**8.1** The brief discussion of formal verification at the beginning of
this chapter includes some philosophical and social aspects that have been
treated at book length by Donald MacKenzie, in **Mechanizing Proof**, MIT
Press, 2001. One striking fact is that there are (at least) two major
"cultures of proof", the informal culture of mathematicians, and the
mechanical one of some computer scientists.

Denotational semantics grew out of the same culture at Oxford in the 1960s that produce the BCPL language (which you will recall was a "basic" implementation of CPL, "Christopher's Programming Language," designed by Christopher Strachey, and which then led to B, and later C at Bell Labs). Denotational semantics was the fruit of Dana Scott and Christopher Strachey working together to develop Strachey's rough ideas for a semantics for CPL, using higher order functions and the lambda calculus.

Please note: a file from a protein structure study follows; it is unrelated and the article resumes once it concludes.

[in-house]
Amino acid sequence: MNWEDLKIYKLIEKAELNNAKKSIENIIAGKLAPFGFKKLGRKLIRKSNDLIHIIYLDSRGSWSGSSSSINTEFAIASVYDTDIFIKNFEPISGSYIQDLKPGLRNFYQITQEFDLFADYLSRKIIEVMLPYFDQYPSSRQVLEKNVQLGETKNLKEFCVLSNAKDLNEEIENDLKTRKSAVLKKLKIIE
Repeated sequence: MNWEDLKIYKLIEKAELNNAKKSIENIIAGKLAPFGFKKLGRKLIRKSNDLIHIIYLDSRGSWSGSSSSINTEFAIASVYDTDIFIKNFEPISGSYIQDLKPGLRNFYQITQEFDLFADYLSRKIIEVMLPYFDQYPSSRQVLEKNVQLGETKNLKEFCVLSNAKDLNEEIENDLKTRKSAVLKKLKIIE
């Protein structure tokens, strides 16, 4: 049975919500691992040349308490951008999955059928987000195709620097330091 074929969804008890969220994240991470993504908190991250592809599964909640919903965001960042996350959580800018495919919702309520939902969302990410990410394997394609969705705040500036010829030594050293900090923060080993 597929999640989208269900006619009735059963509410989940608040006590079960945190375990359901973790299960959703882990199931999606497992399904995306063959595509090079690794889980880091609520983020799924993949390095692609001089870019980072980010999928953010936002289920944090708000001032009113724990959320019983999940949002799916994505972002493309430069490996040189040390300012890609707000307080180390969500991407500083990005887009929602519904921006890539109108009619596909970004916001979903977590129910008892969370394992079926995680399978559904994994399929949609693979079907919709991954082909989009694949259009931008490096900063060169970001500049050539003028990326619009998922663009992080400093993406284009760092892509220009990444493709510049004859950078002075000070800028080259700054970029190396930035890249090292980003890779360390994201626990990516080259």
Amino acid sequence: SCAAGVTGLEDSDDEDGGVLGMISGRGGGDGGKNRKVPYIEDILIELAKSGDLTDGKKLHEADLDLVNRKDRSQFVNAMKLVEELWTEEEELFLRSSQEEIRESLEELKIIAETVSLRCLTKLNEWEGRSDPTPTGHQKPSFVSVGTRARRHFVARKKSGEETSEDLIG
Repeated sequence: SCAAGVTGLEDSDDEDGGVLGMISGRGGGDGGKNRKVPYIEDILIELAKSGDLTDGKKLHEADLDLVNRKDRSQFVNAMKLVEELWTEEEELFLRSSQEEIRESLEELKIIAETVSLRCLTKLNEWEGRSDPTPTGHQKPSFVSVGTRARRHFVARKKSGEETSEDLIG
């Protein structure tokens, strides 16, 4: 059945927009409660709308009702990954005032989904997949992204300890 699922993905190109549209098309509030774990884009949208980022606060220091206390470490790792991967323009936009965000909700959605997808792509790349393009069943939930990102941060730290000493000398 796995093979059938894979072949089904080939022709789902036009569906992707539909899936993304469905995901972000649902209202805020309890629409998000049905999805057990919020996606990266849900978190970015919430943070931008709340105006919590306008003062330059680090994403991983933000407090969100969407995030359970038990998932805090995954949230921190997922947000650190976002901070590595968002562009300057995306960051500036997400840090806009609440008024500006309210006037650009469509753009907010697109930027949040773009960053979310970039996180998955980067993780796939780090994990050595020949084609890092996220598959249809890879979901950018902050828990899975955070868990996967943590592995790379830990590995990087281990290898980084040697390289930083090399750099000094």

Since abstract syntax is given by the term algebra with signature given by the grammar, we can get a denotational semantics by building a semantic algebra with the same signature, and letting the unique many sorted homomorphism from the term algebra to the semantic algebra provide the denotations of the terms, which essentially are parse trees. All of the examples in the early part of this chapter fall under this very general and powerful formalism, which in fact simplifies the exposition, since all one has to do is give the grammar and the semantic algebra - the rest is provided automatically.

Note that the unique homomorphism is many sorted, and its components are
the **semantic functions** denoted by symbols like `M[[ ]]`

;
moreover, the so called **semantic equations** of denotational semantics
are exactly the equations which express the fact that this function is a
homomorphism.

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